Great leaders also look to partner with Human Resources to help set and keep those high standards of accountability and performance. As the HR leader, you have a significant challenge regarding your own development and growth. While HR typically does a lot of work behind the scenes, when times get challenging, people often look to you for support and feedback. They expect HR to act swiftly, decisively and confidently. That might mean speaking up, and holding the leadership team to the same or even higher standards than the rest of the organization.

Intellectually understanding the value of integrity and accountability is one thing, but holding your own and other’s feet to the fire, however, requires overcoming the emotional obstacle of fear. When delivering a difficult or challenging message either to the leadership team or from the leadership team to the rest of the company, you may feel stretched to go beyond your personal need to be liked. This requires staying emotionally strong, and not taking things personally. In your actions it will be imperative that you walk the talk and model the change in behavior by keeping your word, and holding others accountable to keep theirs. Once past that emotional obstacle, counter-intuitively you will build trust and are more likely to be seen as caring, motivating and even inspirational.

In Herminia Ibarra’s new book, Act Like a Leader, Think Like a Leader, she builds a wonderful case for four simple steps to great leadership that are especially relevant for HR leaders:

  • First: Commit to building bridges between your team and others.
  • Second: Help to craft and explain the leader’s vision of the future.
  • Third: Be able to engage others in the change and to do what it takes to execute toward that vision.
  • Fourth: Embody the change necessary to move the company forward. Lead by example, authentically learning and adapting as needed along the way.

As David A. Garvin describes in a recent Harvard Business Review article, “Leadership development should bring together a balance of “Knowing” (the acquisition of information), “Doing” (the application and practice of new skills), and “Being” (identifying the values and purpose that animates leaders).” Being the HR leader puts you in the perfect seat to help define your company’s values and to integrate them throughout your entire organization. As you become more confident in your own leadership abilities, your company benefits and will also grow in strength and integrity.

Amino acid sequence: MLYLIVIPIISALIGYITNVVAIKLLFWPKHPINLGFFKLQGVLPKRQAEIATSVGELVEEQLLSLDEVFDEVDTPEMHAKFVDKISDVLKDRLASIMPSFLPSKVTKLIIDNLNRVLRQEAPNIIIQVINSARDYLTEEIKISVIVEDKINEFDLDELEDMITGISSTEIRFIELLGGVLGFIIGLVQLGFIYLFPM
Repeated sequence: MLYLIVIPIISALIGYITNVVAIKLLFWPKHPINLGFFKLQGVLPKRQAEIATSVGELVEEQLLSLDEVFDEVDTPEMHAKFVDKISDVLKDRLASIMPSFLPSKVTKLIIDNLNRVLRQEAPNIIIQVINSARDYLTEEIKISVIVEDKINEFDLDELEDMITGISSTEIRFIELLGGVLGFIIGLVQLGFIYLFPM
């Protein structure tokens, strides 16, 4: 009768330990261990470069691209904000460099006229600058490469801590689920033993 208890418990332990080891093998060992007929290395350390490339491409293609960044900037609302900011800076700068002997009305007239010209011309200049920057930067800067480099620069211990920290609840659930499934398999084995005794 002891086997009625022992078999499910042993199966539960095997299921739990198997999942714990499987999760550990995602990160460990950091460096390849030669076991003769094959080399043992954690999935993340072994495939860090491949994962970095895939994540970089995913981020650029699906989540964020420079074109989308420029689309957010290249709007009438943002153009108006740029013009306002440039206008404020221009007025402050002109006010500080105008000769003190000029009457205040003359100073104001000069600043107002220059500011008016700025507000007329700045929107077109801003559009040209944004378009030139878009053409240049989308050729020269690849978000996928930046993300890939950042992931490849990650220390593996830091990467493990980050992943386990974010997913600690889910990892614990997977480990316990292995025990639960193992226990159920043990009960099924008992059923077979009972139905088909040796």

“Real integrity is doing the right thing, knowing that nobody’s going to know whether you did it or not.”   - Oprah Winfrey

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Now that SHRM has made the decision to modify the direction and vision of its certifying criteria, we as HR professionals are now left scratching our collective heads saying, “What does this mean for us?”

We have spent time, energy, and money to gain our HRCI certifications, such as PHR, SPHR, -CA, and GPHR. We have spent countless hours earning certification hours, attending trainings and workshops, and laboring over the exams.

If you are a current holder of one of the existing HRCI credentials, you are eligible to obtain your new SHRM credentials, SHRM-CP, or SHRM-SCP (certified professional or senior certified professional, respectively) at no additional cost before the end of 2015. All you need to do is the following:

  • Document that your current HRCI certification is in good standing
  • Complete a brief online tutorial focusing on HR competencies
  • Sign the SHRM Code of Ethics

SHRM has stated that the SHRM testing principles differentiating the two certifications will be based on the practical real world deliverables and competencies that we as HR professionals practice, perform, and teach every day. These new testing principles will be based on the SHRM Competency model (see below).

Since I hold an active the HRCI/SPHR certification, I went online last week to register for my SHRM-SCP credentials. It was a fairly painless process; I had to prove my current standings of my SPHR credentials, take an hour-long tutorial, and agree to the Code of Ethics. While the tutorial was a very high level overview of what the test would eventually look like, it was apparent that time and energy has been invested for the new material to be a real asset to the HR community. While I found the HRCI/SPHR exam to be an incredible challenge, the amount of my real world experience played very little into how I answered the questions for the exam. I hope that as SHRM takes the lead, we will have the input and real ability to test and certify our profession to the highest standards possible. I would like to see HRCI keep testing the field, as well as focusing on areas for HR development that SHRM does not focus on. That way, we as HR professionals can certify in our specific areas of expertise, and the two organizations can complement one another to stay on the cutting edge of our professional needs.